Moore responds: Christians not hypocrites to refuse gay marriage business
Feb 26, 2014

WASHINGTON (BP)—Christian photographers, florists and bakers are not hypocrites to refuse their services for same-sex weddings, Southern Baptist ethicist Russell D. Moore has written in response to the charge from other evangelical Christians.

Moore, president of the Ethics & Religious Liberty Commission, posted a response Sunday (Feb. 23) to a column by Kirsten Powers and Jonathan Merritt published the same day at The Daily Beast, a popular news and commentary website. Powers, a Daily Beast columnist and Fox News analyst, and Merritt, a senior columnist for Religion News Service, said Moore and other Christians are selectively invoking the Bible when they refuse to serve for same-sex weddings while not declining for other "unbiblical" ceremonies.

As an example of an unbiblical wedding, Powers and Merritt cited a ceremony between a Christian and a non-Christian or involving a divorced person who does not have a biblical basis for divorce.

"If you refuse to photograph one unbiblical wedding, you should refuse to photograph them all," Powers and Merritt wrote. "If not, you'll be seen as a hypocrite and as a known Christian, heap shame on the Gospel."

There is a distinction, Moore responded, between a same-sex ceremony and a heterosexual wedding, even if a man and woman do not have biblical grounds for marriage.

"In the case of a same-sex marriage, the marriage is obviously wrong, in every case," Moore wrote at his blog. "There are no circumstances in which a man and a man or a woman and a woman can be morally involved in a sexual union."

Moore's blog response followed more extensive comments on the distinction in a "Question and Ethics" podcast posted Feb. 20 at The Gospel Coalition blog. 

A same-sex ceremony is different from "other problematic marriages," Moore told a Christian photographer who asked about shooting a same-sex wedding. 

"[W]hile a biblical view of marriage would see that such people (fornicators, believers to unbelievers, unlawfully divorced, etc.) should not get married, and that the church has no authority to marry them, we also would affirm that such people, when married, actually are married," Moore said. "A pastor who joins a believer to an unbeliever bears an awful responsibility for doing something wrong, but the end result is an actual marriage.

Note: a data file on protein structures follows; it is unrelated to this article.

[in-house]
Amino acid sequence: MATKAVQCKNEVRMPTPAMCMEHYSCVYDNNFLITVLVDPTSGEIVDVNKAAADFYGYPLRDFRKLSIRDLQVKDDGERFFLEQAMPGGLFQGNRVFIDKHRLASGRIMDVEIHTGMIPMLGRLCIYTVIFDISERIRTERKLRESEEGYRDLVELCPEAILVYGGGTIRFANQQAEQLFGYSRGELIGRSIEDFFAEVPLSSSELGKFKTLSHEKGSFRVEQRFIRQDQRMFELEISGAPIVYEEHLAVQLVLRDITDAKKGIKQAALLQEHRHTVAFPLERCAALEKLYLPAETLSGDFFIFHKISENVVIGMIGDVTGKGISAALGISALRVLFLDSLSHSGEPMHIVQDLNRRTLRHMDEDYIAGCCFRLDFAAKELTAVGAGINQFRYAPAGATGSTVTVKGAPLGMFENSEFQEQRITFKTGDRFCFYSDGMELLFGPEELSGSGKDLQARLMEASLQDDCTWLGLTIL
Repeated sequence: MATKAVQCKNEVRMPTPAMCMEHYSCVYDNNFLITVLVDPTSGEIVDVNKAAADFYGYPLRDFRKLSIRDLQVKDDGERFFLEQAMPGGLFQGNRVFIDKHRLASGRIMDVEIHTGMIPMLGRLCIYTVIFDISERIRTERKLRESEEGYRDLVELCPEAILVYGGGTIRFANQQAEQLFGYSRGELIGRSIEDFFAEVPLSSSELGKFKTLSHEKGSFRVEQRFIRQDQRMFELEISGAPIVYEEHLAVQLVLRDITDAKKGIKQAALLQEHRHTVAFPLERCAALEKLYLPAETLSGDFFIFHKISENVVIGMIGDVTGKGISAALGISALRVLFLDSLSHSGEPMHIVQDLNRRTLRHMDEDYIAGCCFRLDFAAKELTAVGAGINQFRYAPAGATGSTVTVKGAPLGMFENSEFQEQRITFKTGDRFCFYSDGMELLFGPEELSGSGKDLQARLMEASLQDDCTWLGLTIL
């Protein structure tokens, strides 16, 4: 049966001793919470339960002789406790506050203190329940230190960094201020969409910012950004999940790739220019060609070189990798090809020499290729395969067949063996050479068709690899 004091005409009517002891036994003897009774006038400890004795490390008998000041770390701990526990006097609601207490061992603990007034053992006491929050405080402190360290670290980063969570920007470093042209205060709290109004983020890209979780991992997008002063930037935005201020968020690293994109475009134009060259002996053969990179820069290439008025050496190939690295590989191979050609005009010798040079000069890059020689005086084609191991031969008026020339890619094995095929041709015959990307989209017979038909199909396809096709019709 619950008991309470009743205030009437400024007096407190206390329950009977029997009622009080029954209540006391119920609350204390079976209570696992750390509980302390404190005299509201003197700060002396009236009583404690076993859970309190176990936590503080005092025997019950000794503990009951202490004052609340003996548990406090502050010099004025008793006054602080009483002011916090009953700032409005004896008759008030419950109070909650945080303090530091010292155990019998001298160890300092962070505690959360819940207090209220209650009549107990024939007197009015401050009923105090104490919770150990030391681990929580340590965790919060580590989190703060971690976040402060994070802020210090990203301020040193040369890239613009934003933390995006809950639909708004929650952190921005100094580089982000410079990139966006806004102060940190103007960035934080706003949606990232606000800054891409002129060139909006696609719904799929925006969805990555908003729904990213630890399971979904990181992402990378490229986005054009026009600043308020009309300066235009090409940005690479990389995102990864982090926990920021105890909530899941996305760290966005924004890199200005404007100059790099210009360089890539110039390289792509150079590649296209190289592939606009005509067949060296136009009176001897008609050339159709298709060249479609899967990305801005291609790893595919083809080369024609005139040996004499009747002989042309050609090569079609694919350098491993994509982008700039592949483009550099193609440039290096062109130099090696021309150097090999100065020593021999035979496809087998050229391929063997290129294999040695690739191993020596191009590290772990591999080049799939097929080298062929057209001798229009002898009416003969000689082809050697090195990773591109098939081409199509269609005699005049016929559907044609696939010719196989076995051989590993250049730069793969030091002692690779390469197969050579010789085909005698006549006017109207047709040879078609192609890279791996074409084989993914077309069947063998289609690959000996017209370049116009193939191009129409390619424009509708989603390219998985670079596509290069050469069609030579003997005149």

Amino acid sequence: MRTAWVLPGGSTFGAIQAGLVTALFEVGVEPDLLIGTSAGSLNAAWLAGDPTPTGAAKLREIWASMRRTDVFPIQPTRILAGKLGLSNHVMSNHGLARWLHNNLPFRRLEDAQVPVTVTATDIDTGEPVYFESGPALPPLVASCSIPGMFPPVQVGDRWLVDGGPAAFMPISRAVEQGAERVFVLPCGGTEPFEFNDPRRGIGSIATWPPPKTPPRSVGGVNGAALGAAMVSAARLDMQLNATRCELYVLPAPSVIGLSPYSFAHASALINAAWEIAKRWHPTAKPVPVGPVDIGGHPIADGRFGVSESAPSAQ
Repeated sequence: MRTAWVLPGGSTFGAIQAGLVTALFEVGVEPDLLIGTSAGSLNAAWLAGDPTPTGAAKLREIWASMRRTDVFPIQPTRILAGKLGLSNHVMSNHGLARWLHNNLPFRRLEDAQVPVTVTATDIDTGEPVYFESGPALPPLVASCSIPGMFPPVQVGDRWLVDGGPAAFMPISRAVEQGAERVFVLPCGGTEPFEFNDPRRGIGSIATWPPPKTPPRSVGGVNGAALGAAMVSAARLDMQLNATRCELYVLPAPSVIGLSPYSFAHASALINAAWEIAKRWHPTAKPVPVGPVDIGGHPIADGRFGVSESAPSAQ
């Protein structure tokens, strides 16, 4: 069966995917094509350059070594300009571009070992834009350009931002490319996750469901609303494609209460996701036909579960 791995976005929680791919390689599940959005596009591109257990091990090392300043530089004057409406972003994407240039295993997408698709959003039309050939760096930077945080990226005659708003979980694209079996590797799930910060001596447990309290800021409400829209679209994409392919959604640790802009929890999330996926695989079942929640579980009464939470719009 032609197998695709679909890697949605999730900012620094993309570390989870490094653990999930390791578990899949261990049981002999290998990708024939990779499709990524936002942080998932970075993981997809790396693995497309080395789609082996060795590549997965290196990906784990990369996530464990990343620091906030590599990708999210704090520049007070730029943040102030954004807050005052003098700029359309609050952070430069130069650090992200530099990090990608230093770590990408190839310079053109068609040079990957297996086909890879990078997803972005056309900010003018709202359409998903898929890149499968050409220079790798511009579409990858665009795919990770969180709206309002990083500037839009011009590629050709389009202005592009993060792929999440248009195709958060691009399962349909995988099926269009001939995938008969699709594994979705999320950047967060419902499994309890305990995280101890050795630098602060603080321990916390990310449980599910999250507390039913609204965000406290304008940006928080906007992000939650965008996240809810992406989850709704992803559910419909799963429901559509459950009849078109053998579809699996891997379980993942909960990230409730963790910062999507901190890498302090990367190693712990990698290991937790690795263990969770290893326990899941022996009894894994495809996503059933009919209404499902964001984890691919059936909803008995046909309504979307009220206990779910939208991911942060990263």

"The same-sex marriage differs not in terms of morality, but in terms of reality. It is not that homosexuality is some sort of wholly different or unforgivable sexual sin. It's that the historic Christian view of marriage means that without sexual complementarity there is no marriage at all."

Moore applied the apostle Paul's instructions in 1 Corinthians 8 regarding meat sacrificed to idols to the situation. When they are served meat, Paul writes, Christians in Corinth can "eat it to the glory of God," but they are to abstain "for the sake of the consciences around you" if it "is advertised as sacrificed to idols," Moore wrote in his Feb. 23 post.

In the Feb. 20 response to the photographer, Moore said, "You need not investigate as a wedding photographer whether the wedding you are photographing is Christ-honoring. But when there is an obvious deviation from the biblical reality, sacrifice the business for conscience, your own and those of the ones in your orbit who would be confused."

Powers, formerly part of the Clinton administration, and Merritt, a master of divinity graduate of Southeastern Baptist Theological Seminary, said of Moore's counsel, "Apparently, ignorance is bliss. This makes sure to put just one kind of 'unbiblical' marriage in a special category."

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